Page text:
Gain valuable insights through the child's perspective.
Children see the world quite differently than we do. The world is new to them. They are experiencing so many "firsts" and trying to make sense of them. When we seek out their points of view, we gain valuable insights into their thinking, their questions, their fears, and the things that tickle their fancy and delight them. Take time to listen and watch closely. Let their perspectives inform everything you do in your day-to-day practice.
Micah Fialka-Feldman knows what it's like to live with an intellectual disability. Now in college, he speaks across the country about living with a disability, and practices his deep personal insights in his daily life.
Micah Fialka-Feldman and family.
Micah at Oakland University in southeast Michigan.
The Fialka family.
Read what he has to share with us about what he has begun to understand about himself.
I am learning…
Not to be afraid to ask for help. Asking is a good thing and builds community.
My friends can help me and want to help me.
There are always people who want to rally behind a good cause about justice. Ask them to get involved.
A good way to spread the word about an important cause is by talking to lots of people, having forums, speaking up at Board meetings, talking to administrators, and contacting the media. Don't be afraid. You have an important message.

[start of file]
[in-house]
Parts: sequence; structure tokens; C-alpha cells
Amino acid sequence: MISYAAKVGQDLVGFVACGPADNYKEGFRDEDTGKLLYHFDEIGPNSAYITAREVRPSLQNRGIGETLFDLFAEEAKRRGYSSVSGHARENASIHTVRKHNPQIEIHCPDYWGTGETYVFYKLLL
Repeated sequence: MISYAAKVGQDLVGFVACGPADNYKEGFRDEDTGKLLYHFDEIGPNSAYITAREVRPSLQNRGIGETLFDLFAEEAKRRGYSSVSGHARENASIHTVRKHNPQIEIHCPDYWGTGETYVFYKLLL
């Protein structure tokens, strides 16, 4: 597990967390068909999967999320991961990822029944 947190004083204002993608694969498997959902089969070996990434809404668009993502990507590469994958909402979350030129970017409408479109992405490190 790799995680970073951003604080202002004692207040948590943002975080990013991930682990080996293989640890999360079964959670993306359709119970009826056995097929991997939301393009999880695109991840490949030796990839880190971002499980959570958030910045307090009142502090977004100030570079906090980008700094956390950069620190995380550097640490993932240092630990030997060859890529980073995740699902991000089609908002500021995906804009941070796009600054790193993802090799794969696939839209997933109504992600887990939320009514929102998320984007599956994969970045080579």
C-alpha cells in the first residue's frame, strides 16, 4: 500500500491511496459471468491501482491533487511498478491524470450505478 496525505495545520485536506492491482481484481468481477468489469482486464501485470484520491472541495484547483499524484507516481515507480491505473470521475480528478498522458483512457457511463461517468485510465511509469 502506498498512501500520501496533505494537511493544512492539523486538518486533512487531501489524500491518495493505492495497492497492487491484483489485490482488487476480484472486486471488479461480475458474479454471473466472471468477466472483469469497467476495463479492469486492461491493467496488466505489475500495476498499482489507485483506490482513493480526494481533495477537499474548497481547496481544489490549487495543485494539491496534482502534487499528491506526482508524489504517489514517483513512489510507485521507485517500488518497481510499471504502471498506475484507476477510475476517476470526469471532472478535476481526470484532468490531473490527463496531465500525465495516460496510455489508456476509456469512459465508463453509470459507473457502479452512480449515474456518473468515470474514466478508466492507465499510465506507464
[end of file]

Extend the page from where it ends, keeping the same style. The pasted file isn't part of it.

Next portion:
People will listen but I have to say it out loud or write about it.
To keep fighting — no matter what blocks my road.
How to talk to people who might not agree with me. I know it is important to listen and talk about what I believe.
Sometimes things will not go the way I want, but I still have to stand strong.
Change doesn't happen overnight.
My disability is a part of who I am.
It is important to know disability history and culture.
I am disabled and proud.
Technology and computers are very important ways for me to communicate and learn. (I use the program "Dragon Naturally Speaking").
I need to have dreams and find ways to achieve my dreams.
It is a good idea to think "outside the box".
Read Micah's list aloud. Choose two or three of Micah's statements, and write about the ways that his insights relate to your own thinking and experiences with disability and inclusion.
What does he say that surprises, delights, or intrigues you?
Write down your reactions. Talk with a colleague or friend about your reactions. Ask them to share their thoughts with you.
Put yourself in the place of a preschooler without disability. Think about what this child knows, is capable of, and believes to be so. Write 10 statements from this child's perspective, like the ones in Micah's list. For example: "I can get up to the table by myself." "My family and teachers love me." "I get help only when I need it." "I can play in the sand." "My daddy plays ball with me." "I drink from a cup."
Now make a list for a child who is the same age as the one whose perspective you expressed above. This second child has lower extremity mobility issues. She uses mobility assistance devices to help her get around.
What is her point of view? What do you imagine she knows, and is capable of, at her age?
How does the first list of statements you wrote differ from the second list?
What is your role in making it possible for the second list to include all of the statements in the first list?
In what ways might both children's points of view be enriched by interacting with one another in an inclusive setting?